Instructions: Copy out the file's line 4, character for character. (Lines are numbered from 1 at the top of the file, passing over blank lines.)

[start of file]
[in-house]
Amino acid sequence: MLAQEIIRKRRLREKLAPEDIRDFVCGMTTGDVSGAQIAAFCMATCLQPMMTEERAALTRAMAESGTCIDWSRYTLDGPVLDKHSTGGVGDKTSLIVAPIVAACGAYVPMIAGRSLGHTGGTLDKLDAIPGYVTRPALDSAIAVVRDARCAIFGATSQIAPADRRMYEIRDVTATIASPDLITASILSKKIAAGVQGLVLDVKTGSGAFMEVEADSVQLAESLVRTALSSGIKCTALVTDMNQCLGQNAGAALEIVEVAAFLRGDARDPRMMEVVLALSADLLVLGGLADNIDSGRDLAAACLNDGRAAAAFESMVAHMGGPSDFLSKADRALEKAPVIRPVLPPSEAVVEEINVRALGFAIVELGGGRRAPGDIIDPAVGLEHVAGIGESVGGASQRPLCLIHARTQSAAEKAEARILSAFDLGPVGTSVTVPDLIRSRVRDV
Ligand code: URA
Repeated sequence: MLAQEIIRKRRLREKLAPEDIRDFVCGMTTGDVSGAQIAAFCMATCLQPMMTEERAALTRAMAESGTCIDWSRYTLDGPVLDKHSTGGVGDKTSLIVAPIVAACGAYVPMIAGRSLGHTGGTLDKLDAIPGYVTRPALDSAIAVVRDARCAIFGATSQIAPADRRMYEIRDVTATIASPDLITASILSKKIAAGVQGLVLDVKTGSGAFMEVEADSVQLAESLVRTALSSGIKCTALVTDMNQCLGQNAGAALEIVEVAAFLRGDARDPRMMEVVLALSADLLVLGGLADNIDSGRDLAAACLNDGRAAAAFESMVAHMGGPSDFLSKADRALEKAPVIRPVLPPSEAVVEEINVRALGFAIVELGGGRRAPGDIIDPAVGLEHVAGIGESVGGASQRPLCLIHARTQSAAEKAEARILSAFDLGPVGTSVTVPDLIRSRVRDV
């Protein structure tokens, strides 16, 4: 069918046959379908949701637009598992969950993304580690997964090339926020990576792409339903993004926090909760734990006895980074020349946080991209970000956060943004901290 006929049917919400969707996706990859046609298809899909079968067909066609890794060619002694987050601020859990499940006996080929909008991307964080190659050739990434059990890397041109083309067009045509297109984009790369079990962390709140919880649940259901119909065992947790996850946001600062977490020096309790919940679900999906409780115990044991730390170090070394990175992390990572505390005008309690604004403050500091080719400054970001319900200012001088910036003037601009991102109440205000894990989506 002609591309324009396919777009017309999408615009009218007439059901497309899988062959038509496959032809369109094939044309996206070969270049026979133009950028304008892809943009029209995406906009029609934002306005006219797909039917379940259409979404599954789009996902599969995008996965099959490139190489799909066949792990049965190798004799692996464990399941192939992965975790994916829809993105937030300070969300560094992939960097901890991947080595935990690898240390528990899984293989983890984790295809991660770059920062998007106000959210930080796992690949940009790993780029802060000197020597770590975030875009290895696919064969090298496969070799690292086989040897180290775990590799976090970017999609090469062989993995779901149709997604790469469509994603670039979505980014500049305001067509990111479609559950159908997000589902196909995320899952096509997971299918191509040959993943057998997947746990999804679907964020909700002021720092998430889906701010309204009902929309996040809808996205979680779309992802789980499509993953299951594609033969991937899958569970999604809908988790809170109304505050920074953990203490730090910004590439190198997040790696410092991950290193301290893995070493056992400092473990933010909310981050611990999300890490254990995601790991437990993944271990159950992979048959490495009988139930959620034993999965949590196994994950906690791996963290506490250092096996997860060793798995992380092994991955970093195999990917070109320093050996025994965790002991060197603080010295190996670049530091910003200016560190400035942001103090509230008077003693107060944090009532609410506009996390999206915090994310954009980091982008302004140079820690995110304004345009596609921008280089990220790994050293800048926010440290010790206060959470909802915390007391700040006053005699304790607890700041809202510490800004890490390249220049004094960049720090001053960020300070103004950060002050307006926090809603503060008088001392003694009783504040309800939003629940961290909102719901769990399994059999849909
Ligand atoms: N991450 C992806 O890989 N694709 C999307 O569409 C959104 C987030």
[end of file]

Repeated sequence: MLAQEIIRKRRLREKLAPEDIRDFVCGMTTGDVSGAQIAAFCMATCLQPMMTEERAALTRAMAESGTCIDWSRYTLDGPVLDKHSTGGVGDKTSLIVAPIVAACGAYVPMIAGRSLGHTGGTLDKLDAIPGYVTRPALDSAIAVVRDARCAIFGATSQIAPADRRMYEIRDVTATIASPDLITASILSKKIAAGVQGLVLDVKTGSGAFMEVEADSVQLAESLVRTALSSGIKCTALVTDMNQCLGQNAGAALEIVEVAAFLRGDARDPRMMEVVLALSADLLVLGGLADNIDSGRDLAAACLNDGRAAAAFESMVAHMGGPSDFLSKADRALEKAPVIRPVLPPSEAVVEEINVRALGFAIVELGGGRRAPGDIIDPAVGLEHVAGIGESVGGASQRPLCLIHARTQSAAEKAEARILSAFDLGPVGTSVTVPDLIRSRVRDV